In this procession nearly the whole population of Attica appears to have taken part, either on foot, on horseback, or in chariots, as may be seen in the frieze of the Parthenon. Aged men carried olive p857branches, and were called θαλλοφόροι (Etym. M. and Hesych. s.v.); young men attended, at least in earlier times, in armour (Thucyd. VI.56), and maidens who belonged to the noblest families of Athens carried baskets, whence they were called κανηφόροι (Harpocrat. s.v. Κανηφόρος; compare Thucyd. l.c.). Respecting the part which aliens took in this procession, and the duties they had to perform, see Hydriaphoria.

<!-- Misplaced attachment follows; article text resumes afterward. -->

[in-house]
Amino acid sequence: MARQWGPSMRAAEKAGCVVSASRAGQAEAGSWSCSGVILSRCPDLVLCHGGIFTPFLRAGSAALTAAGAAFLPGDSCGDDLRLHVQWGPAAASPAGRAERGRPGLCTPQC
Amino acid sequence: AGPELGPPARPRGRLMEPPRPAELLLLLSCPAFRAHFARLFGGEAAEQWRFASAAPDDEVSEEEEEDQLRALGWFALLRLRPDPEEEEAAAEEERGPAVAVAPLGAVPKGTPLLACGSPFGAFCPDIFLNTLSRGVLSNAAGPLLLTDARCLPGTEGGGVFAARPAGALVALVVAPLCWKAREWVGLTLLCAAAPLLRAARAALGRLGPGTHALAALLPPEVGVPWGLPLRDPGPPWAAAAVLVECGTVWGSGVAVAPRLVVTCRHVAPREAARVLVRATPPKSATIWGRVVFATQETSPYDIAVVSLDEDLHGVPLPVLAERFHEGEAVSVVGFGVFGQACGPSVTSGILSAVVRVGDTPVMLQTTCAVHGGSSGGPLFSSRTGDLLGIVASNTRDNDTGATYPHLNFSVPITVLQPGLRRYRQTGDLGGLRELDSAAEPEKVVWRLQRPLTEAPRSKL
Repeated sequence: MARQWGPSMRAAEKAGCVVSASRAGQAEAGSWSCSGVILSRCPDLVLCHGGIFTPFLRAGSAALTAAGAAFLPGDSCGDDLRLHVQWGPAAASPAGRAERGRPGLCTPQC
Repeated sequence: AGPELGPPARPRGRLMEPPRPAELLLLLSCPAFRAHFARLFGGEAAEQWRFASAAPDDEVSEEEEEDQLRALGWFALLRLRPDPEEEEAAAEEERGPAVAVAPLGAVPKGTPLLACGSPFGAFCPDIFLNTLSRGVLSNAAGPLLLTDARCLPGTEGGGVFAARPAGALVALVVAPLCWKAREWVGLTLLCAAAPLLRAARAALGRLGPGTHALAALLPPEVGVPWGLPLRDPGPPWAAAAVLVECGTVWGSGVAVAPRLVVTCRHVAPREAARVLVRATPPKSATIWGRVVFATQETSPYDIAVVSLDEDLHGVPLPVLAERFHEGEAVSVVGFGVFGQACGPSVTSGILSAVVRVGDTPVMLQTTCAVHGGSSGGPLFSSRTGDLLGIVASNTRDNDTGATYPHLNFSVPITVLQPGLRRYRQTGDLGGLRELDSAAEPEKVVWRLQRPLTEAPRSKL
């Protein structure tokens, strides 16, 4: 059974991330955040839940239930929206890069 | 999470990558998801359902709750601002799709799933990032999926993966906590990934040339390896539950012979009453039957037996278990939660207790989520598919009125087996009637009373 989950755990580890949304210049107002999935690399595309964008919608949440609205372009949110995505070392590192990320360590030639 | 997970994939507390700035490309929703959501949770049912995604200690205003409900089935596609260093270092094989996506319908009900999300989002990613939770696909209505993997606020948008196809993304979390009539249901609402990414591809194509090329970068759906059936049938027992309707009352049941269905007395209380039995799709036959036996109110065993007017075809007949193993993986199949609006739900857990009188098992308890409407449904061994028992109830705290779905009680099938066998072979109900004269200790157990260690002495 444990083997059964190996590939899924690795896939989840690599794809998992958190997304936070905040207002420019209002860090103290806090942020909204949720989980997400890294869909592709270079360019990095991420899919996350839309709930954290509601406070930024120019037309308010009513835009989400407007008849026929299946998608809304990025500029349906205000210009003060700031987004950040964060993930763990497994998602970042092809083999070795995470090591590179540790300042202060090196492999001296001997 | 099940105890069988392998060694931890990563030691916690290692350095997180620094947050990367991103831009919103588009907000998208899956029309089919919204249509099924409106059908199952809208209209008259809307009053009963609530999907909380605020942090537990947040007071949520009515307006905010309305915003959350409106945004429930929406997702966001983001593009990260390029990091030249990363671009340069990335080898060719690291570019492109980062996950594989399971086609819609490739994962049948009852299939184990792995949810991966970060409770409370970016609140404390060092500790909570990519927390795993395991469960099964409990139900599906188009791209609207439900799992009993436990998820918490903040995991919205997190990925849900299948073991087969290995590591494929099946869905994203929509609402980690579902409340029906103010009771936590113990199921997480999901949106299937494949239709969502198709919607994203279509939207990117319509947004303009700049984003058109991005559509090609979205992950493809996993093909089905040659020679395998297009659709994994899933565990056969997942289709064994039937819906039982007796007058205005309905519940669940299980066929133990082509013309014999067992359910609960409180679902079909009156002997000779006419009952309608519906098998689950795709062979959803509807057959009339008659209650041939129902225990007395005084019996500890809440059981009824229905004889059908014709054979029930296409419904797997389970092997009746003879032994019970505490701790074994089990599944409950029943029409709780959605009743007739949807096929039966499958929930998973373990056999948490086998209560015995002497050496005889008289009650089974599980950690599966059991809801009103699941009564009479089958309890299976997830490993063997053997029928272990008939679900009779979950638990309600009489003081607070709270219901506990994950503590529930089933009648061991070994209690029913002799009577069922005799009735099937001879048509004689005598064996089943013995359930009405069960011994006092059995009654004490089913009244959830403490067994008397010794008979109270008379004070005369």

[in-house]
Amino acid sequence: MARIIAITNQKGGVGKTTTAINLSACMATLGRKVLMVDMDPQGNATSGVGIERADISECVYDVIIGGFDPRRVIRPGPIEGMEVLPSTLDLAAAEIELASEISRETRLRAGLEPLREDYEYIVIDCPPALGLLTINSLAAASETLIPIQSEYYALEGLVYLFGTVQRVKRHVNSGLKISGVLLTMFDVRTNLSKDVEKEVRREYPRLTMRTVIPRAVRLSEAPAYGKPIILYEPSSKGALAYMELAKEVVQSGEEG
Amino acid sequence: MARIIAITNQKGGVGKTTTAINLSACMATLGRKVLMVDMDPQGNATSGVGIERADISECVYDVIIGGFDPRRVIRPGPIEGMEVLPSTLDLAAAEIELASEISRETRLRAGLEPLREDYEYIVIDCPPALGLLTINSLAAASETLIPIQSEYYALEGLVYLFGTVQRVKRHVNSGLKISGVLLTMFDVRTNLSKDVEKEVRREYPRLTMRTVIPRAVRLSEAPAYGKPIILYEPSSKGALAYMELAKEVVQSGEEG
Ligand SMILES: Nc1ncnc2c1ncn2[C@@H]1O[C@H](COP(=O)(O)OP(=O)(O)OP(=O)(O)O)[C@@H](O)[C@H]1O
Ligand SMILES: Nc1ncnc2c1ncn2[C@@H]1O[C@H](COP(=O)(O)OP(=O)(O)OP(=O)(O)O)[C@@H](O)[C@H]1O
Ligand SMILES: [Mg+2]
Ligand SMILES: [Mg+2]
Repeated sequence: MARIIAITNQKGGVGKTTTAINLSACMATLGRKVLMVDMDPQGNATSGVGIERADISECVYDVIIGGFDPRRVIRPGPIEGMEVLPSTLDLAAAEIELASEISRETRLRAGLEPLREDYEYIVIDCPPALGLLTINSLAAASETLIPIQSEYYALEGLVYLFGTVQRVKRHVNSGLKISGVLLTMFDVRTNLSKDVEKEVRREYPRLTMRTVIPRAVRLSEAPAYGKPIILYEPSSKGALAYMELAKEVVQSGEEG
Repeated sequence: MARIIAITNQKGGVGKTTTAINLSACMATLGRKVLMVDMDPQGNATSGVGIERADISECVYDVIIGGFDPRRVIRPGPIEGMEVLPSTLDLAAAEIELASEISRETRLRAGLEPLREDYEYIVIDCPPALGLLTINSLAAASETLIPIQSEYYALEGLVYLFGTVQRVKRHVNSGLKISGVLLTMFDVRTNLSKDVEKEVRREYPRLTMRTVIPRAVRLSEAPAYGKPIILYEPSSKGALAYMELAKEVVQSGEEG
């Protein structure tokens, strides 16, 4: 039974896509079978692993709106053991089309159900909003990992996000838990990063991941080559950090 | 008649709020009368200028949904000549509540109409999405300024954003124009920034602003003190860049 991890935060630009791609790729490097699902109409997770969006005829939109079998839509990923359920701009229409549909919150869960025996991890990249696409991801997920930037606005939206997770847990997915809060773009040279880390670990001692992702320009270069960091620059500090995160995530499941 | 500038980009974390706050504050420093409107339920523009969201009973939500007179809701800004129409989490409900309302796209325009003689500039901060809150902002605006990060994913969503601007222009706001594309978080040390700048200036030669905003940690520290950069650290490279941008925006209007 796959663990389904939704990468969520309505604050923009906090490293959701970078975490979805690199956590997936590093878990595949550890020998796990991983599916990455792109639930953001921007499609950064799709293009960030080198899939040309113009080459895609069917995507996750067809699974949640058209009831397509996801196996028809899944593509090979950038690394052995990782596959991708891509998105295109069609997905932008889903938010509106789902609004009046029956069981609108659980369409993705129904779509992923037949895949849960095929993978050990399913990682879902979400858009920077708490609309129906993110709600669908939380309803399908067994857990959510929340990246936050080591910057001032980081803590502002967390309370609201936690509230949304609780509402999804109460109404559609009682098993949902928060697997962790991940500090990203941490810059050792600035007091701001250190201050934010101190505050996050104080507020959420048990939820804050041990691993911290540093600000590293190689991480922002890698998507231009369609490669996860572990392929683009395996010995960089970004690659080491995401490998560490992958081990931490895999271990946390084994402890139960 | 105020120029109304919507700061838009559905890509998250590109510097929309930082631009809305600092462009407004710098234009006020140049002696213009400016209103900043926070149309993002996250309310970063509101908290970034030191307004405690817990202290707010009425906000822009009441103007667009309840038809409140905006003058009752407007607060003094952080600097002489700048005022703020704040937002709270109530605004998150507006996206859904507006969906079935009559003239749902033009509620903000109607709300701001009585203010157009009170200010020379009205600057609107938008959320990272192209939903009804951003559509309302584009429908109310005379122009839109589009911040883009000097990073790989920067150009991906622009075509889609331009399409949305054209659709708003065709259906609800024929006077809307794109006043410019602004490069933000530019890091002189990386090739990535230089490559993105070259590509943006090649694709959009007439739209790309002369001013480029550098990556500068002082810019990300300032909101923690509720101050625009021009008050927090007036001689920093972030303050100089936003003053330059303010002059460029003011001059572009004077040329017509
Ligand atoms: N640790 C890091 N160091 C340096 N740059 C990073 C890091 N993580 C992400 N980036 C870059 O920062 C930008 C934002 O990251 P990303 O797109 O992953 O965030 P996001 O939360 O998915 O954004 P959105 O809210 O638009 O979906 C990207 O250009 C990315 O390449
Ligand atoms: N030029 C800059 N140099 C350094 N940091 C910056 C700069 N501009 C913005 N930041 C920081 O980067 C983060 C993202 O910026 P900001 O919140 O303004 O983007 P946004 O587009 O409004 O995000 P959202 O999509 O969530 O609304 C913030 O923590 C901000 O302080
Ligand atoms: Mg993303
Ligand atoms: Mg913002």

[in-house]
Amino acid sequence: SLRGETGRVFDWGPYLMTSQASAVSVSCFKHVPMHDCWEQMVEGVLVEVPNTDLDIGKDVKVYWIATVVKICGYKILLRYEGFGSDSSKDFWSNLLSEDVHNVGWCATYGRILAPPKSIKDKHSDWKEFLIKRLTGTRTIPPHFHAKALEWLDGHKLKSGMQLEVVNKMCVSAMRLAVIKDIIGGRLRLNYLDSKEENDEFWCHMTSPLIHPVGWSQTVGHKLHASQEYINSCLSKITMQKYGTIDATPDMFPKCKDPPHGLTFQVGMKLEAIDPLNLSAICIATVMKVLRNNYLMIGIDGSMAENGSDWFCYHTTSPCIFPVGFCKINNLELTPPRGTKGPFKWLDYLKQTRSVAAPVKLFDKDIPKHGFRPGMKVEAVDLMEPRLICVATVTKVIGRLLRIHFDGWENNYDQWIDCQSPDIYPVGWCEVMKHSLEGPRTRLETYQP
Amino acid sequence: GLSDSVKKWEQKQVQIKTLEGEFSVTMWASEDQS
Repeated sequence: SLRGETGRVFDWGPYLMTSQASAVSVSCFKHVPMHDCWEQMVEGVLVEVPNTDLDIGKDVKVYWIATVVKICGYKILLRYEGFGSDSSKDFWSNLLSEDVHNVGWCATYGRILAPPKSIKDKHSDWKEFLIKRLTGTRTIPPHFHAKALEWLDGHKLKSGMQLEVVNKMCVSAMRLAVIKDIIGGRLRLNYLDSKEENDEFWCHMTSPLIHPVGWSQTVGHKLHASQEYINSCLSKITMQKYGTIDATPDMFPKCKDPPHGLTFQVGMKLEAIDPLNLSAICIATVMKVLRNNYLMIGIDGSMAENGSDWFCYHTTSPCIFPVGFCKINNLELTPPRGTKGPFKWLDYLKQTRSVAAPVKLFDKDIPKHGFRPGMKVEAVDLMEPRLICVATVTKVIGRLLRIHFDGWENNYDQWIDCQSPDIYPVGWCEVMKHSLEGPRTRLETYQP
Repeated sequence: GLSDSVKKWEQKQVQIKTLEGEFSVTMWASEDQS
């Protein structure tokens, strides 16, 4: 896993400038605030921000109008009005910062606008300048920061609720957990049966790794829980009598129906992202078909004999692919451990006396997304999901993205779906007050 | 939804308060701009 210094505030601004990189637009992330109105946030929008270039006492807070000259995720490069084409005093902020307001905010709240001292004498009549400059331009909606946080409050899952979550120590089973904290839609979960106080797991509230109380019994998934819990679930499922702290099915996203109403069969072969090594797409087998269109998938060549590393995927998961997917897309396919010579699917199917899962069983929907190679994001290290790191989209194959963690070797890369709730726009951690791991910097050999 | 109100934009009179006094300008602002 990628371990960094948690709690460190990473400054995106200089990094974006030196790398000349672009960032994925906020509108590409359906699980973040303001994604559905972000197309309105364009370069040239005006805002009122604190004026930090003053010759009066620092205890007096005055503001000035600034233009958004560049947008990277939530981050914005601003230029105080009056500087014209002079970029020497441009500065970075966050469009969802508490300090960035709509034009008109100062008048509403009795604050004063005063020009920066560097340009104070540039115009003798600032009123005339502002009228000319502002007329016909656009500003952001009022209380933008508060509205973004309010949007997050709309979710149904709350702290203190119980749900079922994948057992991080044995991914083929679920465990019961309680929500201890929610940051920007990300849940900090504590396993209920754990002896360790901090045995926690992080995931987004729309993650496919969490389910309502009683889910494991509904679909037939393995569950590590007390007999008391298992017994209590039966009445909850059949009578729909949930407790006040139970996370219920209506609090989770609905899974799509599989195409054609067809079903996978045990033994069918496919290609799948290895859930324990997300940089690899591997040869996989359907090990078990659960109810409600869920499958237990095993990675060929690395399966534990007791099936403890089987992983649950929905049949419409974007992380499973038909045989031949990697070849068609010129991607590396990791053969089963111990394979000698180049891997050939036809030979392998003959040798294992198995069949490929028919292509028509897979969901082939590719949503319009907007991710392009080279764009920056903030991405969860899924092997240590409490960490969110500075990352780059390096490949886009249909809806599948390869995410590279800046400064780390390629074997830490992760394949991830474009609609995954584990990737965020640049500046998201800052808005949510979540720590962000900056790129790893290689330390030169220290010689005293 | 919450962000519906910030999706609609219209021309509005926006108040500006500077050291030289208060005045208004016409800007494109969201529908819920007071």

Men who had deserved well of the republic were rewarded with a gold crown at the great Panathenaea, and the herald had to announce the event during the gymnastic contests (Demosth. de Coron. p265; compare Meurs. Panath. p43). Prisoners also were allowed to enjoy freedom during the great Panathenaea (Ulpian, ad Demosth. c. Timocrat. p740; compare Demosth. de Fals. Leg. p394).

(Compare J. Meursii, Panathenaea, liber singularis, Lugd. Bat. 1619; C. Hoffmann, Panathenaikos, Cassel, 1835, 8vo.; H. A. Müller, Panathenaica, Bonn, 1837, 8vo.; C. O. Müller's dissertation, Quo anni tempore Panathenaea minora celebrata sint, which is reprinted in the Philological Museum, vol. II, pp227‑235.)


Thayer's Note:

a If you read just a bit of Greek and suspect a typo of some kind here, see my note to the article Augustalia, and, similarly, Mair's note on Oppian, Cyn. I.24. There may still be a slip here, since the Greeks occasionally counted as we do — but I think not; at any rate, "every fourth year (πενταετηρίς)" is what our article has.